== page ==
Compassionate leadership

Someone who really intrigues me is Liverpool manager, Jurgen Klopp (my husband is a committed Liverpool fan so I’ve learnt about him via osmosis).

Apologies to all non-Liverpool fans, or those who don’t like football, but there really is something quite special about his leadership skills, and it’s not just the impressive outcomes he’s guided the club to.

People first, footballers second

In 2019, the FA re-arranged an FA cup match with Shrewsbury Town. It was re-scheduled to the Winter break. Liverpool requested it be moved, but the FA refused. Klopp refused to send his first team players. He sent a junior squad stating: “We have respect for players welfare. They need a rest. They need a mental rest, a physical rest and that’s what the winter break is all about”

And this type of behaviour, protecting and caring for his team, wasn’t limited to this single occasion. Klopp has a pattern of behaviour in his management style. He ends match-day warm-ups early because his Muslim players need to wash their bodies often in specific situations in keeping with Islamic custom (The Guardian). He also adjusted training session times during Ramadan (The Athletic).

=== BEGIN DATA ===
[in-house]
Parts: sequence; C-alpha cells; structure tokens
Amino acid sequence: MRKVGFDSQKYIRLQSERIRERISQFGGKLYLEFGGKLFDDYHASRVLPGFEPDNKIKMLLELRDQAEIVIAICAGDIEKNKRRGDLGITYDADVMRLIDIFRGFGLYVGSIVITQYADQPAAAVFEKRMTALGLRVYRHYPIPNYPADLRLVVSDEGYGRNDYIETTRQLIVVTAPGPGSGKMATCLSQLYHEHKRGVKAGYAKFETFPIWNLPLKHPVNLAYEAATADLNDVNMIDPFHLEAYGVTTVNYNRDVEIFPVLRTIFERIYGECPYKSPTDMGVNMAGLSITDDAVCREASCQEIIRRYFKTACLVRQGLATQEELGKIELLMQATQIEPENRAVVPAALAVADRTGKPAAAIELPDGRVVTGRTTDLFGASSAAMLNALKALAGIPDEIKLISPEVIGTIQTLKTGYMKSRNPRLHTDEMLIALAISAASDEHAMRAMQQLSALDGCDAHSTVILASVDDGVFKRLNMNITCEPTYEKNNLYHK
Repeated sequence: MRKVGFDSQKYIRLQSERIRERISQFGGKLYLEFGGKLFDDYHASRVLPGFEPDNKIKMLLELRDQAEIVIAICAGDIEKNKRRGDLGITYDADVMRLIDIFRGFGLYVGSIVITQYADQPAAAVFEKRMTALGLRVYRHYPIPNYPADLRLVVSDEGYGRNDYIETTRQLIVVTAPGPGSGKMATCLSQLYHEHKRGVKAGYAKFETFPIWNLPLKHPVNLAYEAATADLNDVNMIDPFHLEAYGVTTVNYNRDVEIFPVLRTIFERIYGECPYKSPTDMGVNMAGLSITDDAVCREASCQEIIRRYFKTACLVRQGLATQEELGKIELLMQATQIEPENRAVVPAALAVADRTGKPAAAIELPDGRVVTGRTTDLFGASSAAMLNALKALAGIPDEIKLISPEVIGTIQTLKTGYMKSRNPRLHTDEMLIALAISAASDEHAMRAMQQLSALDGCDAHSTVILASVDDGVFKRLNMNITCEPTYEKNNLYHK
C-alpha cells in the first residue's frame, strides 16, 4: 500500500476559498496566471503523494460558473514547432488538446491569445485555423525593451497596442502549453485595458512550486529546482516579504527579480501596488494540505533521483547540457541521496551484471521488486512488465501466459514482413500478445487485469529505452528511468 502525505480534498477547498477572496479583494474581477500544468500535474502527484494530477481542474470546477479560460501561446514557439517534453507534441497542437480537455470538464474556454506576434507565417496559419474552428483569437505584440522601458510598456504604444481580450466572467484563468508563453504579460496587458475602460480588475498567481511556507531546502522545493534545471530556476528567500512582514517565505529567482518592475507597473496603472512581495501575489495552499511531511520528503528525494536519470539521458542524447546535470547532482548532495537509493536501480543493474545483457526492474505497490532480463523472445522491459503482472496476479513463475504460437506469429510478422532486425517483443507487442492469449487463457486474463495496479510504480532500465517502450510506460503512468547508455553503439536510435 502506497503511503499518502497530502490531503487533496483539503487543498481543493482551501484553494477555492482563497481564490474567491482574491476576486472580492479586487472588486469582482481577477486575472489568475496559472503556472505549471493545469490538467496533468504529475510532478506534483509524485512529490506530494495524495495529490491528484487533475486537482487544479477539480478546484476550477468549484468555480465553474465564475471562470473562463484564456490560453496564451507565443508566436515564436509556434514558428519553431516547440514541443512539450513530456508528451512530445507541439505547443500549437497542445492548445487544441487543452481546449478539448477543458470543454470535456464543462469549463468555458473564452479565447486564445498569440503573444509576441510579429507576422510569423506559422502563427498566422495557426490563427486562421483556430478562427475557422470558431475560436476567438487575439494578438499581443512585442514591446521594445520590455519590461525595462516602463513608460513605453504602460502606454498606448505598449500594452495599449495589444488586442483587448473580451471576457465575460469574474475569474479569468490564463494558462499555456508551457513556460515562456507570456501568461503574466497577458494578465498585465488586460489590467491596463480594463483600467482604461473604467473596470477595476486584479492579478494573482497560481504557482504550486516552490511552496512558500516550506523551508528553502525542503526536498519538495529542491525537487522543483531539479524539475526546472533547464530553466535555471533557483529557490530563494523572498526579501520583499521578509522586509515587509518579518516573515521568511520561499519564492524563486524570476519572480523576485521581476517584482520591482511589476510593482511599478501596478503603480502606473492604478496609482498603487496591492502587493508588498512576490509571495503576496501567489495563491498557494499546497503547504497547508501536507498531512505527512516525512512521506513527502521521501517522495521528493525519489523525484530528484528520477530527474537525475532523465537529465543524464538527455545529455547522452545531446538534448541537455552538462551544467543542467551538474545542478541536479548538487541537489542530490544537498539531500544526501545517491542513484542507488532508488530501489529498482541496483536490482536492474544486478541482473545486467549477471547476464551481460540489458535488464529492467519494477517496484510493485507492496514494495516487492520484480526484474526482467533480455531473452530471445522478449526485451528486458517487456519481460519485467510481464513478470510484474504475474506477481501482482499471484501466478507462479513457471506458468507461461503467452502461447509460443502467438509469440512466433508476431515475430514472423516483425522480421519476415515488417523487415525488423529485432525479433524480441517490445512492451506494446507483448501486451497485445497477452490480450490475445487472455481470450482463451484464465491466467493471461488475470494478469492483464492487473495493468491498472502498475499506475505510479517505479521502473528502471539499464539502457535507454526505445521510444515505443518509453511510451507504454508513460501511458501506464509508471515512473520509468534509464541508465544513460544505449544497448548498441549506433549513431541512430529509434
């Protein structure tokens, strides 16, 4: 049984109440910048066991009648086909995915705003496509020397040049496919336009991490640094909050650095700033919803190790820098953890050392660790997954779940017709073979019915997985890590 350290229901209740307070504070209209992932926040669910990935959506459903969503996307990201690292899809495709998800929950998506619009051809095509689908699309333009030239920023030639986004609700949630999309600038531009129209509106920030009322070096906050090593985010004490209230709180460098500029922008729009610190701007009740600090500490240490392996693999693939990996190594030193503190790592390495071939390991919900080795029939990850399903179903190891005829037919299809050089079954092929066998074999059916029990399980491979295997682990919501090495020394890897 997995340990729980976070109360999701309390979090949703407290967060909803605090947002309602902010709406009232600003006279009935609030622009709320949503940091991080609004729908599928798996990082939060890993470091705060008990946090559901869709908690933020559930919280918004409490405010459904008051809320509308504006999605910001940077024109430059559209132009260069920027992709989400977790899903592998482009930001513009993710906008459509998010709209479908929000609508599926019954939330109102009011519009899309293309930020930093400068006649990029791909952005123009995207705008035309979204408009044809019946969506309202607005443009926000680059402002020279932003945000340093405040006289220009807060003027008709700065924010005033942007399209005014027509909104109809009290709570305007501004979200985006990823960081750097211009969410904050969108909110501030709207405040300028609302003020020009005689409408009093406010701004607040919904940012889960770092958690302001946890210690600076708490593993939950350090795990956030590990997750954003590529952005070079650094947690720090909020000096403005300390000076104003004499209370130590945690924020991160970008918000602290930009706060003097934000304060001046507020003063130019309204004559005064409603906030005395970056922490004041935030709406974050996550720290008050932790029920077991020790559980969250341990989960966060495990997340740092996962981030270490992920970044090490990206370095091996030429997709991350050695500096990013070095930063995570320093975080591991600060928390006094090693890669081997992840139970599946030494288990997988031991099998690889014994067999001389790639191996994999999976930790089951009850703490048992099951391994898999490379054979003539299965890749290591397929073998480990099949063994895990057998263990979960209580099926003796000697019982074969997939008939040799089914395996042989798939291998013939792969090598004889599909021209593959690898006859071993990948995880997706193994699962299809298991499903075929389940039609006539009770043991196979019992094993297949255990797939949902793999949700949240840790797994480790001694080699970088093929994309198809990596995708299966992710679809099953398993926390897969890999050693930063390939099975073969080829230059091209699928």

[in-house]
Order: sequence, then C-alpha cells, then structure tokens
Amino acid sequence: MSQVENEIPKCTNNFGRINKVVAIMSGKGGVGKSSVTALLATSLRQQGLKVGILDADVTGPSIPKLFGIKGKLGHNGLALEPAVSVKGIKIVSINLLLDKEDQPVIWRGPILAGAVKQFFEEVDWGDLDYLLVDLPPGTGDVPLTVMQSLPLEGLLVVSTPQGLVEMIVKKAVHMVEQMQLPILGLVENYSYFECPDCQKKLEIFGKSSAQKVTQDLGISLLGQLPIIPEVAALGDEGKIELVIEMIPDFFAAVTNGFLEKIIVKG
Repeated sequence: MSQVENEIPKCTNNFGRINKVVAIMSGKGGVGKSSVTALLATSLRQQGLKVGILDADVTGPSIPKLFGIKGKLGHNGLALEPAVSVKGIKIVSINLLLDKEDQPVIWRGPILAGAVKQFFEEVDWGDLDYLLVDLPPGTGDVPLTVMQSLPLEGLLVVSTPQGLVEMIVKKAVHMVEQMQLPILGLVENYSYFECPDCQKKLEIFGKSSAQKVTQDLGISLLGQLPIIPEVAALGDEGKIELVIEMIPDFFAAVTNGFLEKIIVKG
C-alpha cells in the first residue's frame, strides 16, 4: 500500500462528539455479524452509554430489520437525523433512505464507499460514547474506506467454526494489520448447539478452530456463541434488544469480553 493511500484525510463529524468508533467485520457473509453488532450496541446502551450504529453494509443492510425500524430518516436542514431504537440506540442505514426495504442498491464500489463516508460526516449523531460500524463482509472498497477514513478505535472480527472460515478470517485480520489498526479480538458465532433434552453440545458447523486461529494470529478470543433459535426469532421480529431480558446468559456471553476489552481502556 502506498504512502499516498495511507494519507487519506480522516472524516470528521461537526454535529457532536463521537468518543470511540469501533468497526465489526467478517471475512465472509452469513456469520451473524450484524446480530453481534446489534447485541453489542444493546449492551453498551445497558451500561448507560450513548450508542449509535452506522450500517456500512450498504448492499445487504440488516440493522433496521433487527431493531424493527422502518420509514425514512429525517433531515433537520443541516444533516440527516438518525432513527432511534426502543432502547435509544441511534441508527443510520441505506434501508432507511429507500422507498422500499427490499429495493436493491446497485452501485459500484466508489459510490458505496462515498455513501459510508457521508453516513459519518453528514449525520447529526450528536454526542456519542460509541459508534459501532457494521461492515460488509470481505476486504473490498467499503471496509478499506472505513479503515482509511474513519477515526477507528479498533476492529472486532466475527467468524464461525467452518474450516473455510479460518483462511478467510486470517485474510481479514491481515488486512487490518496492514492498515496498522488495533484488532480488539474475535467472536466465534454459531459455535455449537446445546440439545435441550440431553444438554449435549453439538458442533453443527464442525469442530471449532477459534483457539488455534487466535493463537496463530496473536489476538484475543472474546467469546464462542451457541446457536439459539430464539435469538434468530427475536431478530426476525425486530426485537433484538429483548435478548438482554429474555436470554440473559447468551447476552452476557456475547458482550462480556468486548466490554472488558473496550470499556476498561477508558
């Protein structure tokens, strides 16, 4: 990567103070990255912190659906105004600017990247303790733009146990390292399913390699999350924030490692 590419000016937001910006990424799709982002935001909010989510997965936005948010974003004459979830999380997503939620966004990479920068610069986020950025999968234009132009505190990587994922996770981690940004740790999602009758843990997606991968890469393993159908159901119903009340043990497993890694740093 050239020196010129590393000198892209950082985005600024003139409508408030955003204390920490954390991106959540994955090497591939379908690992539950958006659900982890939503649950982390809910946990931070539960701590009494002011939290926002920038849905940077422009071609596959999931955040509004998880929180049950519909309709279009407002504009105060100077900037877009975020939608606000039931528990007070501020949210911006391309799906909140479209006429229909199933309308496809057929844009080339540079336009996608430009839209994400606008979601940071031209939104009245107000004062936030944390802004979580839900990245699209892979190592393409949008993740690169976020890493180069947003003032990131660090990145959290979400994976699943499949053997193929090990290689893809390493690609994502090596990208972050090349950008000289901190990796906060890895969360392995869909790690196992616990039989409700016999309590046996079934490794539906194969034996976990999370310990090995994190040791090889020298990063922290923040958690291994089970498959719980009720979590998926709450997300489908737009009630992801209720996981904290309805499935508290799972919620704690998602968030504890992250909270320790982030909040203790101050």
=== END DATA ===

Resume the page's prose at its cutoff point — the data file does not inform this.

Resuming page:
As a compassionate leader, Klopp takes the time to understand his players. He has empathy for their needs and experiences, and he is prepared to act to help them – even if that means jeopardising the club’s place in the FA Cup. A former Klopp player, Robert Lewandowski, sums it up well: “Jurgen never forgets that we are people first and footballers second.”

And Klopp’s leaderships style doesn’t stop with his players. He demonstrates it in the way he engages with fans of the sport too. When a child wrote to him stating he was worried about starting secondary school, Klopp sent an emotional letter back saying “Can I tell you a secret. I get nervous… I know it might be strange…to think the Liverpool manager can feel the way you do, but I do.” (TalkSport.com). Even when a young supporter of arch-rivals, Manchester United, wrote to him to ask him to stop winning games, Klopp’s compassionate leadership style shone through. He wrote back saying, “I cannot grant your request, not through choice anyway” and that Manchester United were lucky to have such a passionate supporter (ITV).

Leading with compassion

It is so important for leaders in every workplace (even in the sometimes machismo world of professional football) to have this compassionate mindset.

We mustn’t treat staff like resources to get a job done. If they are treated as people first, they will be motivated, loyal and engaged. What more can you ask for as a manager?

As we come out of the pandemic, compassionate leaders are realising that it has changed most people, in some way, and the key to leading now is through relationships.

McCrudden Training has several programmes aimed at improving leadership and many are based on the compassionate leadership ethos of the NHS, similar to Klopp’s ‘people first’ leadership style. These include: